Updated 11/5/2014: This ballot measure FAILED with 74% of the vote. Read a round-up of all 2014 election results here.
Berkeley’s Downtown Area Plan was finalized in 2012 thanks to years of meaningful public input and support. But this Plan is being threatened by a new initiative that would undo several parts of the existing plan, making Berkeley more expensive, more car-dependent, and more polluted as a result.
This is why TransForm is opposing Berkeley Measure R, officially titled the “Initiative Ordinance Amending Downtown Zoning Provisions and Creating Civic Center Historic District Overlay Zone” and slated for this November's ballot.
While some elements of this initiative may be well-intentioned, the negative impacts would far outweigh the positive. TransForm believes that if passed, Measure R would hurt downtown Berkeley in many ways, including:
- Creating more traffic: Measure R would significantly increase how much parking is built in downtown Berkeley and even make zero-parking projects illegal. More parking will create more traffic and make walking, biking, and transit less useful and convenient.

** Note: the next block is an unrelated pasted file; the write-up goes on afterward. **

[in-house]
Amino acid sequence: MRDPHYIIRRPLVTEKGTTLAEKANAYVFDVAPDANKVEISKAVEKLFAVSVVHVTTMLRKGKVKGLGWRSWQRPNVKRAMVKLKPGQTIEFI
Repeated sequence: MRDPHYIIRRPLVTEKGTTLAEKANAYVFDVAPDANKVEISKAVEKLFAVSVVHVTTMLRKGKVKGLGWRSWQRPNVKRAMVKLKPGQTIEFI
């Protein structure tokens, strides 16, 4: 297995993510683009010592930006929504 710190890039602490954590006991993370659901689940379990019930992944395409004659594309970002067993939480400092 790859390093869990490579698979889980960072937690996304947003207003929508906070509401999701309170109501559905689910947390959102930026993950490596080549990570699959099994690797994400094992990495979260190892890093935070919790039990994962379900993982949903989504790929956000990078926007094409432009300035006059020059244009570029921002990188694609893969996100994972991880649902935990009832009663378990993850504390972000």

- Reducing affordability: Measure R would reduce the housing capacity of downtown by about 1300 homes, driving up rent in desirable areas as fewer people could live and work in downtown Berkeley.
- Increasing greenhouse gas emissions: by our conservative calculations, Measure R could result in over two million additional vehicle miles travelled per year by commuters who work in Berkeley but can’t live there. This equates to at least 1,588,733 pounds of extra CO2 per year.
- Subverting public participation in planning: the existing Downtown Area Plan (DAP) was painstakingly and carefully crafted over the course of 6+ years and more than 200 public meetings. By contrast, Measure R was written by a few individuals and would dramatically reverse much of the DAP.
- Wasting time and money: Measure R has several elements that are either illegal or unenforceable. The legal wrangling that would have to go into implementing them is a waste of the city’s already limited resources.
On a personal note: I moved to Berkeley nineteen years ago, and now live just west of downtown. My mom lives downtown. My kids go to Berkeley schools. I have a deep personal interest in what happens in downtown Berkeley. I would be dismayed if this measure passed because it would hurt my family’s quality of life.
TransForm encourages Berkeley voters to oppose Measure R on the November ballot.
This is one in a series of voter recommendations that will be part of TransForm’s 2014 Election Guide.